JP Massar, Berkeley

The White Vandals Are the Problem

Anyone following Oakland protests over the years is quite familiar with the differences as pointed out in the article. There are the protesters and there are the anarchists (i.e, vandals). It’s really frustrating to support a movement and a cause but have it hijacked by vandals. The Black Lives Matter, Black Out Coalition, and Black Brunch protests have all been generally peaceful (except for a walk or two on the freeway). Juxtapose this with fact that the night an undercover officer pulled his gun on the crowd, more than 90 percent of the crowd was white. Those who attend protests or follow them are quite familiar with these differences.

Other protests not mentioned here are the groups calling for a $15 an hour minimum wage and a union. These are mostly fast-food workers, but more groups are joining in. I’ve seen on more than one occasion where marchers have completely taken over fast-food businesses being every bit as rowdy and obnoxious as those at city council this week. In each of the fast-food actions, the police were present but acted just as they did with the council — they kept a close eye on everything but as long as no one was being hurt and nothing was being broken, the police did not interfere. To me, this is a smart tactic and has been quite successful in keeping things peaceful.

John Klein, Alameda

“It’s Time to Hang the Hooter Hider Out to Dry,” Kid You Not, 5/6

Shaming Is Not the Answer

I’m not really a prude, I don’t object to women breastfeeding in public, and Meghan Lewis certainly raises some salient points about our society as being uptight about breasts appearing in public. I’m also certainly not opposed to folks raising awareness about the peculiarities of our culture that still frowns upon it so.

Still, women have the right to privacy when breastfeeding and I don’t think it’s necessarily the right thing to do (nor am I saying I think she suggested it) to somehow shame women into being more proud of their bodies in this context if they aren’t ready. So sure, let’s promote a culture that is less concerned about body shame and more pride in how we look. And if Jane Doe wants to hide her breasts from public view while breastfeeding, I certainly won’t walk up to her and tell her to stand tall and bare that breast for all to see.

I recall a time in a grocery store when I saw a fairly big boned woman in a very loose sundress with a child riding her hip, suckling on her large, flopping and exposed breast, as she virtually stalked down the aisle, seemingly daring anyone to confront her about her, to me, brazen PDB (public display of boob). One voice in my head applauded her courage, but another voice thought “this woman doesn’t care who she might offend. She’s incredibly rude.”

We have bathrooms and stalls with doors and privacy for reasons — men and women generally prefer to not have their private bodily functions available for YouTube. Exposed breasts are simply another case of our society’s lasting preference for privacy, and I have no problem with breasts covered by hooter hangers any more than a preference to see toilets in public parks without walls.

Chris Juricich, Berkeley

“Developer’s Campaign Contributions May Have Been Illegal,” News, 4/29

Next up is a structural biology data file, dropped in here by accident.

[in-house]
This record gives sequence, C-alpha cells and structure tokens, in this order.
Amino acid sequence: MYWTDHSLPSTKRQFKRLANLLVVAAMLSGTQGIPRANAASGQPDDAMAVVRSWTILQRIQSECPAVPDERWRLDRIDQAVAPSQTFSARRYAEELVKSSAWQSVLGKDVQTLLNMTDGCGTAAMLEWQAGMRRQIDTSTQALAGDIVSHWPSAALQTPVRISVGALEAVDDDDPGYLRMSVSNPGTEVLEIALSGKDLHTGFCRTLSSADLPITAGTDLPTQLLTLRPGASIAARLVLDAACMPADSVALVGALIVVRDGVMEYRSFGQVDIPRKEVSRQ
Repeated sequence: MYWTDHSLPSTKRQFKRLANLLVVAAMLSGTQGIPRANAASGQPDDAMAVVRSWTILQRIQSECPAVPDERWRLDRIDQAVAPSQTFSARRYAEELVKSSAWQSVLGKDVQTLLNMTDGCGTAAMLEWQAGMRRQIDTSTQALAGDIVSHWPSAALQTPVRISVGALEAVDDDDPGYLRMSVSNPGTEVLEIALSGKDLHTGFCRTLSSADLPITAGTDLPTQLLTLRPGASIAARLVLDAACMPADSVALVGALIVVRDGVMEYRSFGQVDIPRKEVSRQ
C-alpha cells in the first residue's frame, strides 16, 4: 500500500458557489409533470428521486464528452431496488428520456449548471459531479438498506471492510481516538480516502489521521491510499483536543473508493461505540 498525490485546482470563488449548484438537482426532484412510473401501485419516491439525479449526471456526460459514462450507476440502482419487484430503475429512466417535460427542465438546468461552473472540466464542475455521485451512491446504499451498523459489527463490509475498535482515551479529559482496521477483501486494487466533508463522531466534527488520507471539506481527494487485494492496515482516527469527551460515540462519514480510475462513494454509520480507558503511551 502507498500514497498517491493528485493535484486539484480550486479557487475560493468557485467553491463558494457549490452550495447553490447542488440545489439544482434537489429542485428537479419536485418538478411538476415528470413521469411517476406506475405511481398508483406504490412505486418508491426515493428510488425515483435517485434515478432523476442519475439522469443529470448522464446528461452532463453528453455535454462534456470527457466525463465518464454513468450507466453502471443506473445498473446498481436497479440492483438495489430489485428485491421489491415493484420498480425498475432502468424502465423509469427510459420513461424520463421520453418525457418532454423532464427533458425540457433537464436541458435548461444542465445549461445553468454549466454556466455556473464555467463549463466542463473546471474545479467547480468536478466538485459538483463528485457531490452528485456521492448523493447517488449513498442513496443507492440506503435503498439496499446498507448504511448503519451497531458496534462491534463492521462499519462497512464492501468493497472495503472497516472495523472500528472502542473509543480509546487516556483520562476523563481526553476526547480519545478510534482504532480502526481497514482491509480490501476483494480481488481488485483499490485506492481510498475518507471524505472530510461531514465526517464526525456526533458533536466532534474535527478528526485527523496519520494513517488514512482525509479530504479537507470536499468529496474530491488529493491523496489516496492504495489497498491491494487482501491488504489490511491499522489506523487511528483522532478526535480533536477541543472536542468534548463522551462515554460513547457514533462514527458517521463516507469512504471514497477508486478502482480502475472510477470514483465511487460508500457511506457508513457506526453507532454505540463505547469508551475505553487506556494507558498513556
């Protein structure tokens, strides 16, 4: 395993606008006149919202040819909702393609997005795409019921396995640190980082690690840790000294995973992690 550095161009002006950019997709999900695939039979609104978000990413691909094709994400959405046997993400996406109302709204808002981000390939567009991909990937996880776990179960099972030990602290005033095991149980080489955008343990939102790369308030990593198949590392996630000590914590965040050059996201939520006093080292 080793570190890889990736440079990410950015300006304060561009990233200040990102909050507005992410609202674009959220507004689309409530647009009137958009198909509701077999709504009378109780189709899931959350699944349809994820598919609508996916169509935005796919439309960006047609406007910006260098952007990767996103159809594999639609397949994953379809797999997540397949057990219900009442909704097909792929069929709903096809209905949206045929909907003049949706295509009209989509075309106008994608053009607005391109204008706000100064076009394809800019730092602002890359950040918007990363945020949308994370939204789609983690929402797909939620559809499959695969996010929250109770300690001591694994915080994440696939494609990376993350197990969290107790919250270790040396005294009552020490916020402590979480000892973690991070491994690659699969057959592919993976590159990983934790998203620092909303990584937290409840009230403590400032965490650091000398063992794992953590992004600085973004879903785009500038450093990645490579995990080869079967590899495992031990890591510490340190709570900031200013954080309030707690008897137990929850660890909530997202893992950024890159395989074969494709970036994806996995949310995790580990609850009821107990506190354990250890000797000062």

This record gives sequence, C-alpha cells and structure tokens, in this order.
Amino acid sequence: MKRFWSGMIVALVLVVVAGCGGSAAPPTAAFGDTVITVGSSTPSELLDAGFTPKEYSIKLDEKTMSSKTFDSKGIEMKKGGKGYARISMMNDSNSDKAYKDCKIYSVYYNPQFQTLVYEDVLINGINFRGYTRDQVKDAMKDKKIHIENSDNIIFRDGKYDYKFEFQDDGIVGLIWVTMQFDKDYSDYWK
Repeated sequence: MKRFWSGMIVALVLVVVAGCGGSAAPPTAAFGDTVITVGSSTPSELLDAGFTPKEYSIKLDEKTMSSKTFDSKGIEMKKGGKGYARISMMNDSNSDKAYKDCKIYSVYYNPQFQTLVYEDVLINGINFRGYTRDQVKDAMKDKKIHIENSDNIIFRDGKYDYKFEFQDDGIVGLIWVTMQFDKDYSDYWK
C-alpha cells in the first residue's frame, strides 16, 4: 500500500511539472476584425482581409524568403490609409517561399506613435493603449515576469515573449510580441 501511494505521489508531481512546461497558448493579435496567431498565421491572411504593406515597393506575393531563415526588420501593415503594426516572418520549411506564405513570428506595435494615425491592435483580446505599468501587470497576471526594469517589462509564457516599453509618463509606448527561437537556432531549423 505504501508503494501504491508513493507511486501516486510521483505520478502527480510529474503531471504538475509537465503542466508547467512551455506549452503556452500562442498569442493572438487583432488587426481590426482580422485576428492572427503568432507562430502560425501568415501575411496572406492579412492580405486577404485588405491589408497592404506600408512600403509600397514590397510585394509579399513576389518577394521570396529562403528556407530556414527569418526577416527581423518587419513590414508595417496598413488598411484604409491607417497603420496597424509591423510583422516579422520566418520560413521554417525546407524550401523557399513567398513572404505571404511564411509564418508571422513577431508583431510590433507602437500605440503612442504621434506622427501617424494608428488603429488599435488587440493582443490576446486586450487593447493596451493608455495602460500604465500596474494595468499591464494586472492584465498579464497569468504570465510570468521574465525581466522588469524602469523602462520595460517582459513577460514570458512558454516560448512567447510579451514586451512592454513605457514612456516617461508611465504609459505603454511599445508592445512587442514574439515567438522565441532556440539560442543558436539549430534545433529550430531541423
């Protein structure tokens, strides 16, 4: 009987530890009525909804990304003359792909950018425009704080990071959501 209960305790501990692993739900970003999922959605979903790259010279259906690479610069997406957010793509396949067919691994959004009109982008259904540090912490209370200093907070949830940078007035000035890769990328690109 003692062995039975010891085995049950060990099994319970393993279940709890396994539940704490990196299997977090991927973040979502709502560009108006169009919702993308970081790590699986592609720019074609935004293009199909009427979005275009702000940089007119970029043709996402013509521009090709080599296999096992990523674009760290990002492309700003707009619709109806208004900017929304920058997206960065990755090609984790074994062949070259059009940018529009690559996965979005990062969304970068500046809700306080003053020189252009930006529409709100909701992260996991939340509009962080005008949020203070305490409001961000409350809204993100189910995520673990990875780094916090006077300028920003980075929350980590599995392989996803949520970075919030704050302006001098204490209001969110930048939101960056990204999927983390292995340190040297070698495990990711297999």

I Demand a Correction

I urgently request that you correct an important error in your reporting on Michael Johnson and UrbanCore. I never made any contributions to any local campaigns while I was associated with UrbanCore.

At the time of my contribution to Bryan Parker’s campaign, I had no relationship with UrbanCore, or with Mr. Johnson. In fact, I left UrbanCore nearly two months before my contribution to Mr. Parker.

I have no business or economic interests in any Oakland properties or businesses. I have no affiliation, nor any economic interests in whatever happens to the parcel Mr. Johnson’s company seeks to acquire.

Please post the correction as soon as practical. Thank you.

Theo Oliphant, former Oakland city staffer


Darwin BondGraham Responds

Mr. Oliphant,

On June 20, 2013, when you contributed $700 to Bryan Parker’s mayoral campaign committee, you identified yourself as the “Chief Strategy Officer” for UrbanCore. This record is maintained in the City of Oakland’s campaign contribution database, which I relied on to identify the contribution, and your employer. If you feel that city officials made an error in its campaign finance disclosure database, I suggest you contact them.

“Apartment Tower Deal May Be Illegal,” News, 4/22

It’s About Leadership

I emailed Mayor Libby Schaaf about this, but I didn’t get a reply. I’m not sure that the current administration is terribly different than the last few. She holds public meetings to put on an appearance of responding to regular citizens, but in the end only seems to care about the powerful and well-connected.

And getting that tower built without insisting the developer do something for people who can’t afford high rents is clearly something that only benefits the developer. Why do we keep electing the same mediocre officials? We can and must rally our neighbors to vote better.

Matt Hornyak, Oakland

Miscellaneous Letter

Missing the Bigger Picture

I read with interest your “Sustainable Living Issue.” While you covered water usage, cafes, urban gardens, waste, and encapsulating ourselves in tiny boxes, I must point out that you missed the bigger picture of sustainability that needs to be mentioned. It is a simple fact that the environmental problems we perceive (such as energy, food and water shortages, waste, land use, and global climate disruption) are rooted in global human population. With more than 7 billion people on the planet, we are having trouble managing our finite resources, and as we exponentially reproduce, our troubles will only grow. While it does no harm to review the basics, it is time to start talking about something new.

Consider only having two children with your partner: one to replace each of you.

Jared Rowe, San Francisco